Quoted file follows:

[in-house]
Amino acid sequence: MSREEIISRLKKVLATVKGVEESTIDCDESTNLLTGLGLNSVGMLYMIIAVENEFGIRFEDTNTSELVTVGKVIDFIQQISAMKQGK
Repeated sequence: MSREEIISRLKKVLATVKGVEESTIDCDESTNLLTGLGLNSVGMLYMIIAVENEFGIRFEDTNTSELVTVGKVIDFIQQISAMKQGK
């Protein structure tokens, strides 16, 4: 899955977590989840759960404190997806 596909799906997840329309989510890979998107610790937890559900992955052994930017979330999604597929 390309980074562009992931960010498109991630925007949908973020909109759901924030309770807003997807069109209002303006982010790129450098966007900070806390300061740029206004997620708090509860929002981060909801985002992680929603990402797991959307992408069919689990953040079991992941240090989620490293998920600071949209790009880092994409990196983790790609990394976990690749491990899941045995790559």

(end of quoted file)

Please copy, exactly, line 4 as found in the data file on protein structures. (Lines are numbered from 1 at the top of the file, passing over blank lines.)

């Protein structure tokens, strides 16, 4: 899955977590989840759960404190997806 596909799906997840329309989510890979998107610790937890559900992955052994930017979330999604597929 390309980074562009992931960010498109991630925007949908973020909109759901924030309770807003997807069109209002303006982010790129450098966007900070806390300061740029206004997620708090509860929002981060909801985002992680929603990402797991959307992408069919689990953040079991992941240090989620490293998920600071949209790009880092994409990196983790790609990394976990690749491990899941045995790559």